TikTok is currently telling advertisers that #Israel is the top trending news-related hashtag in the U.S., as it faces pressure in the country to explain why pro-Palestinian content is so popular on its platform.
While the hashtag #Palestine goes unmentioned on TikTok’s list of trending news and entertainment tags, users globally have created more than twice the number of videos tagged #Palestine than those tagged #Israel over the last several weeks, according to the app’s own publicly available data.
The TikTok Creative Center — a portal where marketers and influencers can get information about trending topics and top-performing ads — divides hashtags into different categories based on their related industries, such as Beauty & Personal Care or Business Services.
TikTok listed #Israel as the No. 1 hashtag in the category for News & Entertainment in both the U.S. and globally on Monday, alongside terms like #disneyplus, #1989, and #joker. #Palestine, however, doesn’t make it into the top 100 hashtags that TikTok displays. (The #Israel tag disappeared from the global list on Tuesday, after Semafor reached out to TikTok for comment, though it remained on other country-specific lists.)
Over the last 30 days, TikTok users have uploaded 920,000 videos with the #Israel hashtag, compared to 2 million videos tagged #Palestine. Each of those tags has racked up about 20 billion views, though videos tagged #Palestine have been more popular over just the last seven days, according to TikTok’s data.
One possible reason for the discrepancy on the trending list is that #Israel, as well as other popular hashtags related to the war, such as #supportisrael and #standwithisrael, are categorized as “News and Entertainment” in TikTok’s system, whereas their Palestine-related counterparts #Palestine, #supportpalestine, and #standwithpalestine have no category, meaning they don’t show up in TikTok’s category-specific “trending” roundups. #Gaza and #freepalestine, two other popular tags, also aren’t categorized.
Some pro-Palestine hashtags, however, are categorized as News & Entertainment, including #palestineresists and #palestinewillneverdie, though they have a relatively low number of posts and views associated with them.
TikTok told Semafor that its trending hashtag lists are governed by an algorithm that takes into consideration the number of videos and views associated with a hashtag, as well as other factors. The company declined to comment on how it categorizes hashtags and why several of the popular Palestine-related tags were not labeled as News and Entertainment.
The trending hashtag lists do not have any influence on what users see on their For You pages or other parts of the platform, according to TikTok. The Creative Center where the lists are housed is not marketed as a transparency tool, but as a set of signals that TikTok’s multibillion-dollar advertising ecosystem can use to get inspiration and “leverage trends” in their “organic and paid messaging strategies.”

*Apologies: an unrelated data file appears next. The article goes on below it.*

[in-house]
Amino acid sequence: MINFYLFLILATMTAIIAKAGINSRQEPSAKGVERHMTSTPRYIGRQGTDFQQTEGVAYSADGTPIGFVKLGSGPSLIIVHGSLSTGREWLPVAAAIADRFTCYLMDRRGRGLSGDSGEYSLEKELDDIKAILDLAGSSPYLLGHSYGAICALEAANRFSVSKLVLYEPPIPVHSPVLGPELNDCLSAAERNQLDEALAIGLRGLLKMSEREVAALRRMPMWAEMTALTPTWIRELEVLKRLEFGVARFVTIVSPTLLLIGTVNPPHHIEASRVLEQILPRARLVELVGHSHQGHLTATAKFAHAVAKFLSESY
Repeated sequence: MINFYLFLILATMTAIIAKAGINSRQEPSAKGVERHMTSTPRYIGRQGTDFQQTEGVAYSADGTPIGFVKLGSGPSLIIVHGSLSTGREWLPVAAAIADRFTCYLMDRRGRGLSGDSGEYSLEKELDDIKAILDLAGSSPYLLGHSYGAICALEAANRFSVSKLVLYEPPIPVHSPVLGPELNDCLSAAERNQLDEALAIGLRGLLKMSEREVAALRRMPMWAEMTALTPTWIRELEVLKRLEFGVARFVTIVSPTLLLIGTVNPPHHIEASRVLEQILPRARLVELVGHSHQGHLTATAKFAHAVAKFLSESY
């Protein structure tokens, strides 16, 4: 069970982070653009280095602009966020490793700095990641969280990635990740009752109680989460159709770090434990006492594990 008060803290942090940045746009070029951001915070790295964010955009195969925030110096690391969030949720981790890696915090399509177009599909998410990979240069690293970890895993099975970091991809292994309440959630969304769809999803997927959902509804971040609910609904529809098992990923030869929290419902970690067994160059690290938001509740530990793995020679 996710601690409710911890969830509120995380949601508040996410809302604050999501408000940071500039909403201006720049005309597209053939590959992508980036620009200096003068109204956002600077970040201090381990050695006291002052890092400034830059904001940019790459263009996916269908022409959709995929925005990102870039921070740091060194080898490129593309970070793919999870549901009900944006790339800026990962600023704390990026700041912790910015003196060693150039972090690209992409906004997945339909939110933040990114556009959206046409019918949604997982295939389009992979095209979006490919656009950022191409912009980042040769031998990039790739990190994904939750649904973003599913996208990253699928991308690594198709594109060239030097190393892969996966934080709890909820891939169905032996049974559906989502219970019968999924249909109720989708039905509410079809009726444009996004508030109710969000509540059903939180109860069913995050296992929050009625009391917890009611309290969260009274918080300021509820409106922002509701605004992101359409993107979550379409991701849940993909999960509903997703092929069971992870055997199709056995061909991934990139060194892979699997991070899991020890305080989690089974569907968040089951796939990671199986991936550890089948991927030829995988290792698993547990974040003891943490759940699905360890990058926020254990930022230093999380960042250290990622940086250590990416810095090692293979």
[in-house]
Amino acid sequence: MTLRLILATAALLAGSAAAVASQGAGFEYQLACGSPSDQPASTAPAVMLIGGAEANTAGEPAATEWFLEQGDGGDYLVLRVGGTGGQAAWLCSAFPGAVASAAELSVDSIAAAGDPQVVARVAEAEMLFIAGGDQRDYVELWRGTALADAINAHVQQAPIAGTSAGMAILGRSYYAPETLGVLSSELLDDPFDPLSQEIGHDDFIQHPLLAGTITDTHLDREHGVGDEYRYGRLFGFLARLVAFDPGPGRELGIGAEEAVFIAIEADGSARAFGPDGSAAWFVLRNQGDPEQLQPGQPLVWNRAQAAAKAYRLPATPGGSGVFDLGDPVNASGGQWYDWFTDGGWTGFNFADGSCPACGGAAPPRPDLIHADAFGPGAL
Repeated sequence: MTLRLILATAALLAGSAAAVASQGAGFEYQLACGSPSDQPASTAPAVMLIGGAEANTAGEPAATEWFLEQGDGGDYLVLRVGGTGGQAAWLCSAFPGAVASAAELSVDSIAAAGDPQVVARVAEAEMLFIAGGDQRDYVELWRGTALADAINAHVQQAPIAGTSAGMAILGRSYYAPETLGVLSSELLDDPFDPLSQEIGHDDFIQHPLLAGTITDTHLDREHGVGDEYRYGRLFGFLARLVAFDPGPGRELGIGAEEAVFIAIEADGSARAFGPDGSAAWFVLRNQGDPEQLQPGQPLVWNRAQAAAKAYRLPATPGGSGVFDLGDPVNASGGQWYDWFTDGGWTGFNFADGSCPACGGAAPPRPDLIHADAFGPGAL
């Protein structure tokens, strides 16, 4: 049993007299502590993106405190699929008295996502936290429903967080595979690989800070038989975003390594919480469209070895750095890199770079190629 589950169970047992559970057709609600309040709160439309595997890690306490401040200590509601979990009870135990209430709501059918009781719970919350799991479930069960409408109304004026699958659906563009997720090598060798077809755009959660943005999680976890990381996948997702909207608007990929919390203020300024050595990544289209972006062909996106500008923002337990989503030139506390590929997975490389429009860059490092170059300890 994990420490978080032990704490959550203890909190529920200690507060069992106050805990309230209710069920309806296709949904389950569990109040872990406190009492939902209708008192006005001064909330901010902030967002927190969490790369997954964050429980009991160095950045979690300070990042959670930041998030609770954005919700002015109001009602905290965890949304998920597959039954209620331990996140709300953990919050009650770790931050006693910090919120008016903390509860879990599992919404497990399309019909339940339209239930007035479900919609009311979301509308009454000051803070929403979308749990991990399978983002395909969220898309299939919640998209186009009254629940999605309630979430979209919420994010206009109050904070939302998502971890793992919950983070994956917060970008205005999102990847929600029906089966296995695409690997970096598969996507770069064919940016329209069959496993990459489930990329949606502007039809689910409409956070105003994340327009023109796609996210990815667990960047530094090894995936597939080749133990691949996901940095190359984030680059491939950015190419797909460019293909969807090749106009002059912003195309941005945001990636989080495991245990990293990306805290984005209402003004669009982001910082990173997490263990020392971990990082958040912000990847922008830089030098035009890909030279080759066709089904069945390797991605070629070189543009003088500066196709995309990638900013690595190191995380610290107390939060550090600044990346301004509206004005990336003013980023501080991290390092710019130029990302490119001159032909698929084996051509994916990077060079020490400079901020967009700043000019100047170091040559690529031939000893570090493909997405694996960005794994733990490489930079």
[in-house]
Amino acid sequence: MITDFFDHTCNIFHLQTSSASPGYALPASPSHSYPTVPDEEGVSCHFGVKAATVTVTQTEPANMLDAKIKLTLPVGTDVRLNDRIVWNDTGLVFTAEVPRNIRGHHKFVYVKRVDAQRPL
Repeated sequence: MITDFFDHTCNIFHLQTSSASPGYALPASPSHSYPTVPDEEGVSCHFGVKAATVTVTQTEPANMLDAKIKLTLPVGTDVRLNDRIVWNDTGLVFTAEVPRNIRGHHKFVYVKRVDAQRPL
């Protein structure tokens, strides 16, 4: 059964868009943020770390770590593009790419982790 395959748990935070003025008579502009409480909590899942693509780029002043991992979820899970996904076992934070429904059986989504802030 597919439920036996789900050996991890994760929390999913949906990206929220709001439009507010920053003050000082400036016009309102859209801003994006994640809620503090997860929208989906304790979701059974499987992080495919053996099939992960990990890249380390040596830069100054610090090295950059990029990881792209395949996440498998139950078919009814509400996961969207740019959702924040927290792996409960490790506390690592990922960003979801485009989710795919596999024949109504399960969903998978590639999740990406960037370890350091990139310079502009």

Since Hamas’s Oct. 7 attack on Israel, TikTok has been at the center of a debate over how the conflict is being understood on social media, especially among young people. To get a glimpse into what is being consumed on the platform, a number of journalists and commentators have turned to TikTok’s hashtag data.
Last week, TikTok faced allegations from some Republican lawmakers and tech investors that it was using its algorithm to promote pro-Palestine propaganda, based on global data that showed Palestine-related hashtags were more popular than Israel ones. TikTok staunchly rejected those claims. As Semafor reported last week, interest in hashtags related to the conflict is roughly split between both sides in the U.S.
Globally, content on the app may skew toward the Palestinian side because of TikTok’s popularity in majority-Muslim countries and the fact that the app is blocked in India, which is largely pro-Israel. Yet in many of the countries where Palestine-related hashtags are especially popular, including Saudi Arabia, Malaysia, and Indonesia, Tiktok lists #Israel as a top trending news hashtag, while #Palestine isn’t included.
- TikTok CEO Shou Zi Chew is in Europe this week to meet with top European Union officials about the company’s efforts to combat the spread of false information amid the Israel-Hamas war. EU internal market commissioner Thierry Breton said Monday that TikTok must ”spare no effort" to fight harmful content.
- The world is witnessing a “digital struggle for control of the geopolitical narrative,” Rolling Stone wrote. The magazine reported that a group pushing for the return of Israeli hostages has been messaging pro-Palestine YouTube and TikTok influencers, asking them to use hashtags like #HamasisISIS and #StandWithIsrael to raise awareness for the campaign.
- “Trending” products on Twitter, YouTube, and Facebook have been a source of controversy for years. Facebook’s Trending Topics feature was accused of suppressing conservative news in 2016, setting the stage for “for the most tumultuous two years of Facebook’s existence,” according to a Wired cover story.